Scores of players, officials, and referees were questioned in 2011 and charged with match-fixing – including Fenerbahce’s chairman, Aziz Yıldırım. Yet the government forced through a law limiting the penalties for both officials and clubs, and many of the charges were dropped.
The perceived lack of accountability and transparency has led to widespread disillusionment about the fairness of the game and whether the results can be trusted. “We still think we are watching a puppet show,” Dogruer said.
Some argue that the authorities are reluctant to tackle corruption in football because of the political importance of the sport in a football-mad country. Turkish clubs are typically member-based associations that vote for the club’s chairman - often a local politician, whose political fortune may be tied to the success of the club. “Politicians need these clubs,” saids Ahmet – a prominent sports lawyer who did not want his real name to be disclosed. “Sport is more powerful than politics now.”
The government also has close links to the TFF; appointing federation members and using its financial leverage to support Turkish football clubs – many of which are steeped in financial strife.
Many clubs buy players at high prices, pay them exorbitant salaries, and then struggle to recoup the money at a later date as their value declines. The government has postponed the debts of some football clubs for up to ten years. The state also works with banks to open credit to the clubs. The debts keep accumulating. In the UK, professional football teams are generally commercial entities that are legally responsible for the club’s debts – in Turkey they are usually non-commercial organisations without these responsibilities.
“If the clubs were [commercial] firms, they would be bankrupt and the directors would be in jail,” Ahmet said. “But these are football clubs and no one can touch a sports club in Turkey.”
'It could hit rock bottom'
Ahmet argued that Yıldız Holding’s decision to withdraw their sponsorship from the game will have little impact on the bigger professional teams in the short-term because of the political importance of football and the government-leveraged financial support. “The Turkish Football Federation always has a queue of sponsors,” he said, pointing out that the sponsors of the top two professional leagues and the company that broadcasts the matches are all linked to the state.
Istanbul’s big three clubs – Besiktas, Fenerbahce, and Galatasaray – are supported by the vast majority of Turkish football fans and their political power and supporter base ensures revenue generating capabilities.
“The impact [of Yıldız Holding’s decision] will be more on the grassroots level and on smaller teams whose revenue pool will be smaller,” Guney said.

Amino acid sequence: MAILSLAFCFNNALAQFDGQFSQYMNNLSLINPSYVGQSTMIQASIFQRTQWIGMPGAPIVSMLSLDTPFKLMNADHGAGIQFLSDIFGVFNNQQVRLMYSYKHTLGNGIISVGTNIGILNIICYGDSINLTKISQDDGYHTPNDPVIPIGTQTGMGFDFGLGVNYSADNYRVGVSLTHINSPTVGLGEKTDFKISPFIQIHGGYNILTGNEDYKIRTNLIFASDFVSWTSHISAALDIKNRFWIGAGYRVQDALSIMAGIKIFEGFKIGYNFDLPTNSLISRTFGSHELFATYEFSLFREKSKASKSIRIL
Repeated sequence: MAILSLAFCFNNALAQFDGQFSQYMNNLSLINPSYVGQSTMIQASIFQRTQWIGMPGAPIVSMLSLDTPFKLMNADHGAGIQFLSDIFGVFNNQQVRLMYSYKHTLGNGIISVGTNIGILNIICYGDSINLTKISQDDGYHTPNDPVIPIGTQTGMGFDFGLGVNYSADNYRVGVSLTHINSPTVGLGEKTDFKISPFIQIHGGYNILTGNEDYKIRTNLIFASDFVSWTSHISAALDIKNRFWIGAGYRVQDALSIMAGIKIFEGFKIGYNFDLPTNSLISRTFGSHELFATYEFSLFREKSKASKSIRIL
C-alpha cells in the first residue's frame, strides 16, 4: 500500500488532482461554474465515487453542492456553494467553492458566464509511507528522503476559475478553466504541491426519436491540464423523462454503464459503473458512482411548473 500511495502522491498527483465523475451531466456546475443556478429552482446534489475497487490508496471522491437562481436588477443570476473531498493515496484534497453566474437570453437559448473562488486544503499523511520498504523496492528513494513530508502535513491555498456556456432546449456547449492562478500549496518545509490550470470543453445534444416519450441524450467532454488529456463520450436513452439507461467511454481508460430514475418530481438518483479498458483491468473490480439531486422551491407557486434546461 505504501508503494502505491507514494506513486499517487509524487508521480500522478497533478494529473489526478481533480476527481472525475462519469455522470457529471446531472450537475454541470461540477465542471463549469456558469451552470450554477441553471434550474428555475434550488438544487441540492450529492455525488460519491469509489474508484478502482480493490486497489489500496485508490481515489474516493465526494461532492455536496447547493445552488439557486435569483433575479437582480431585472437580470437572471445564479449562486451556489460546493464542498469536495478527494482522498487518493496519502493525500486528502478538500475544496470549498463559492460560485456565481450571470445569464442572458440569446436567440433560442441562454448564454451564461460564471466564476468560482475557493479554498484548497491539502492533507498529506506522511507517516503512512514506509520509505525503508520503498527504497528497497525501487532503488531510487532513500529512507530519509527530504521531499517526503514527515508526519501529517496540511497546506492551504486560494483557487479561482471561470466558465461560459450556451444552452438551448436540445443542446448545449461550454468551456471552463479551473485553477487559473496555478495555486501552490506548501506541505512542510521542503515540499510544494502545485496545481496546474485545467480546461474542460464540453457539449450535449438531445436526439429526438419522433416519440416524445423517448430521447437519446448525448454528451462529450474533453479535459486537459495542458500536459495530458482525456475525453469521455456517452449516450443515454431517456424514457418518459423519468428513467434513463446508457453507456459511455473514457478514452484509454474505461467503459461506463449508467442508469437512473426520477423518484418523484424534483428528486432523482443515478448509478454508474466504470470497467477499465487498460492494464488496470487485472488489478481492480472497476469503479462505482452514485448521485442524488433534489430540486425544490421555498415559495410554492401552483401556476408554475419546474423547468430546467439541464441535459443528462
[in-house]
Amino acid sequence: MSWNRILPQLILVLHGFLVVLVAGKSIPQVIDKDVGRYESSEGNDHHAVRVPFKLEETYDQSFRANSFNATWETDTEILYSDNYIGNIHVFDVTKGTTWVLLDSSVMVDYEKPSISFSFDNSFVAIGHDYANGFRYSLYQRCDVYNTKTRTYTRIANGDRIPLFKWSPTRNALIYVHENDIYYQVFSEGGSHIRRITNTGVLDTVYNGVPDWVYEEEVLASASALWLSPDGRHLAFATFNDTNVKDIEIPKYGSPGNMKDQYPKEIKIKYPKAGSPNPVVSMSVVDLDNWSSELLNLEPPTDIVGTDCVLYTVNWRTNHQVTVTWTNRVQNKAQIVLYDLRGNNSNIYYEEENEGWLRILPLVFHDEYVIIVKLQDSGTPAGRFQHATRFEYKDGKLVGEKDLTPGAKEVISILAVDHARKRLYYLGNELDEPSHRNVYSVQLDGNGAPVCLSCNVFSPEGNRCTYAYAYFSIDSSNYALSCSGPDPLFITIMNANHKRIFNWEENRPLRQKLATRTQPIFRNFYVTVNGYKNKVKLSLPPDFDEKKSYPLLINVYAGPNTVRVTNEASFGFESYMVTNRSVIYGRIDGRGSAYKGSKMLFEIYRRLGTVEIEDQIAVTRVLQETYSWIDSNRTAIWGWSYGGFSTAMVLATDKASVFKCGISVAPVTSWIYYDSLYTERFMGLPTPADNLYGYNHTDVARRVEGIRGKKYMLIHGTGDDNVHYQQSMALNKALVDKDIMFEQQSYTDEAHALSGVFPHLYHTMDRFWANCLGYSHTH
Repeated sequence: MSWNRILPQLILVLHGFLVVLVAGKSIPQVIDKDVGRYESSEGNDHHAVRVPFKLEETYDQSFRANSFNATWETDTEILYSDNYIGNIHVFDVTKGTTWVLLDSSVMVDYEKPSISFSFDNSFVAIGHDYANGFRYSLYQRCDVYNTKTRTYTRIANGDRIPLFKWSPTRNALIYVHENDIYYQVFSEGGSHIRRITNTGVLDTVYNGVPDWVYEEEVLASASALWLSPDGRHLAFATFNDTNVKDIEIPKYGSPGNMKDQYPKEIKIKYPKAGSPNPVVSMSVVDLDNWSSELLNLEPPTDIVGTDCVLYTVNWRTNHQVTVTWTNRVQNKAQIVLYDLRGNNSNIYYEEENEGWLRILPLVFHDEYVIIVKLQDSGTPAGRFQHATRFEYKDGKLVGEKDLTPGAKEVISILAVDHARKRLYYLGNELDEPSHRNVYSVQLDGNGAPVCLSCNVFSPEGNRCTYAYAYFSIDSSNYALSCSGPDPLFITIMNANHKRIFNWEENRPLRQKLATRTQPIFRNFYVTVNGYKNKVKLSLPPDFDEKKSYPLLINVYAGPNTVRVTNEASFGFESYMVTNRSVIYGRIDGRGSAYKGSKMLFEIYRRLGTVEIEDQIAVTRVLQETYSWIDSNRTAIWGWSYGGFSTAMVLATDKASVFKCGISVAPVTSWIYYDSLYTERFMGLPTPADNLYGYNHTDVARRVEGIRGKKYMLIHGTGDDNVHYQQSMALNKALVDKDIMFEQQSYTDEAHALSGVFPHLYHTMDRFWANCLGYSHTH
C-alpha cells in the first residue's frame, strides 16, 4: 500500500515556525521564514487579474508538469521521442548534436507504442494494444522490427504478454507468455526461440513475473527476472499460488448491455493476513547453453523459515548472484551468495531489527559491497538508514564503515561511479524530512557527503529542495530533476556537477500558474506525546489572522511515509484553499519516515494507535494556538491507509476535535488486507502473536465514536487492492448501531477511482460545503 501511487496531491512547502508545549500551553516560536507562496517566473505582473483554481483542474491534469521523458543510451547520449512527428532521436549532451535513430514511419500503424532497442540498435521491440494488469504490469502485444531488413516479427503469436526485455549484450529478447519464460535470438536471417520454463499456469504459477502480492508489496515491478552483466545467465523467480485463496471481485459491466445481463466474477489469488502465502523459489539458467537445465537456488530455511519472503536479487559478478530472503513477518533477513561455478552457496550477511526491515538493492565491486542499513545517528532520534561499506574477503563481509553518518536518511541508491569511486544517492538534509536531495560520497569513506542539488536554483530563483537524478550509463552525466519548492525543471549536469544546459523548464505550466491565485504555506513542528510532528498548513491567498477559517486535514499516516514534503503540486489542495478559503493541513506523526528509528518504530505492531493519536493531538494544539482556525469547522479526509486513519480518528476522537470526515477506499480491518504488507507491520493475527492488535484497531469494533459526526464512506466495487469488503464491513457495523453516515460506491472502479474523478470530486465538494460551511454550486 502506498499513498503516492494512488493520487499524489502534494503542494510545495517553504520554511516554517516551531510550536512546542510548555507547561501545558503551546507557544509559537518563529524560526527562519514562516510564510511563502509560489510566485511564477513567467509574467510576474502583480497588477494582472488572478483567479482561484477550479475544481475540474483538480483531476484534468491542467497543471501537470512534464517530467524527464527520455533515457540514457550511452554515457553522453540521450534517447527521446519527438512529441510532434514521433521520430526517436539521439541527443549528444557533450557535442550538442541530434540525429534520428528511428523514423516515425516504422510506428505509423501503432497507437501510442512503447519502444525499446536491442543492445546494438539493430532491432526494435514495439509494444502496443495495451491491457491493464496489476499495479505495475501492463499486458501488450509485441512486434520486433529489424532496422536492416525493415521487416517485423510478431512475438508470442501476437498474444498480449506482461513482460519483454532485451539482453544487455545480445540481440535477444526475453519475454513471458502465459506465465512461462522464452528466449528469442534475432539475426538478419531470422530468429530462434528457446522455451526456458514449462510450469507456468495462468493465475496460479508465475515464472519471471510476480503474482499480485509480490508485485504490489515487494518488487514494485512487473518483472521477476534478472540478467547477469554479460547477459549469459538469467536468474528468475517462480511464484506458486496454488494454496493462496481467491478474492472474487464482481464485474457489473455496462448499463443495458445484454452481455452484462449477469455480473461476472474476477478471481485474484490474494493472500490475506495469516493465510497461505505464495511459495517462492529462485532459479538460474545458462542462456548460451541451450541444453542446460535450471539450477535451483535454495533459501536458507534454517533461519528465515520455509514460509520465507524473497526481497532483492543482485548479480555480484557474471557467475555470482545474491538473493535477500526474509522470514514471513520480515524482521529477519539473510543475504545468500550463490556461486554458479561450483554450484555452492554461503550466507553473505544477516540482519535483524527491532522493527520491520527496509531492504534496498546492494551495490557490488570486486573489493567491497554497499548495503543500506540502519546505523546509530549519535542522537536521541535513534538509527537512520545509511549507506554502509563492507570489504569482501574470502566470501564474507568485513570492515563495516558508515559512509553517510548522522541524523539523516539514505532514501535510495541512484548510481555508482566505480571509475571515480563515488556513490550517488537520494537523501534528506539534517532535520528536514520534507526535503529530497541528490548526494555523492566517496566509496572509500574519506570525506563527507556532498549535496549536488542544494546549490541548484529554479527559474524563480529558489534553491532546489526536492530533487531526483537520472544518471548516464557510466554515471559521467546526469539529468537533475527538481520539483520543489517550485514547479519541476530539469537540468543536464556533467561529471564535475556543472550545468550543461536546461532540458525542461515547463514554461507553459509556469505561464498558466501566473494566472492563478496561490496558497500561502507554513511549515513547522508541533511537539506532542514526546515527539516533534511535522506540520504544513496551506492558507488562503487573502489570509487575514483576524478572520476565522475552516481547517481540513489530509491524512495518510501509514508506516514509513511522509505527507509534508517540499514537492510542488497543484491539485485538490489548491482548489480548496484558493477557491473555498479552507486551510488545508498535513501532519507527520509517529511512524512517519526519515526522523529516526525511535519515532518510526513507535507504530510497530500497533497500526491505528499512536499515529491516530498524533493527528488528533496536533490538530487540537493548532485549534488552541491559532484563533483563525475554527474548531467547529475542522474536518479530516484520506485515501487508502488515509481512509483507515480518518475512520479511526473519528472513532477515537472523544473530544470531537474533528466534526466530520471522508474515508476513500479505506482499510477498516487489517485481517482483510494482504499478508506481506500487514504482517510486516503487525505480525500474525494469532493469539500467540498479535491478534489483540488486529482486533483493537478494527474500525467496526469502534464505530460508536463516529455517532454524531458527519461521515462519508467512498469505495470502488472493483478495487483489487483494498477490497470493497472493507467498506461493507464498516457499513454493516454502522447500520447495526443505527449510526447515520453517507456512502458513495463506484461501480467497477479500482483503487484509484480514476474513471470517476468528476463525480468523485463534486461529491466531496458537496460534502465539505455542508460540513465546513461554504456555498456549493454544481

Yet, although Turkish football won’t implode overnight, the decision to pull the funding suggests a lack of faith in Turkish football which might unnerve other sponsors and the authorities – especially as Yıldız Holding are generally regarded as a religiously conservative conglomerate with close ties to Erdogan.
Guney said that if more sponsors pull out, if the company broadcasting football continues to struggle and collapses, or if the government loses the next election and its economic influence, then the system could collapse.
“It could hit rock bottom,” he said, “which maybe is also the solution to these problems because we need to start from scratch.”
An uncertain future
Guney pointed out that many of the problems in Turkish football are fairly longstanding – but the decimated attendances linked to the Passolig boycott appears to be the key factor behind Yıldız Holding’s decision.
Turkey’s constitutional court will rule on whether the Passolig e-ticket system breaches consumer and data protection rights in June. Whatever the ruling, the problems in Turkish football will remain profound.
The TFF did not reply to specific questions posed by Middle East Eye but provided a statement in which they said that the federation is working to “eradicate violence and disorder from stadiums, develop our football culture and open doors to a peaceful football fandom. Therefore we are applying zero tolerance policy to tackle all of those problems.”
Some argue that the opinions and grievances of fans could be aired and addressed through the formation of an umbrella supporters’ organisation. “If the fans will feel that they are listened to and that things are changing, most of them won’t act violently,” argued Guney. “Some people will always act violently but then it will be easier to act on the small [violent] minority, rather than against the whole population which is against their system!”
“Injustice, match-fixing, e-tickets – Turkish fans lost their joy in football, and they are so angry,” said Dogruer as the camera revealed Galatasaray’s sparsely populated stands. Although she misses the stadium, she will keep boycotting the Passolig system if it remains. “The stadium has been empty for a long time now and we are proud of it.”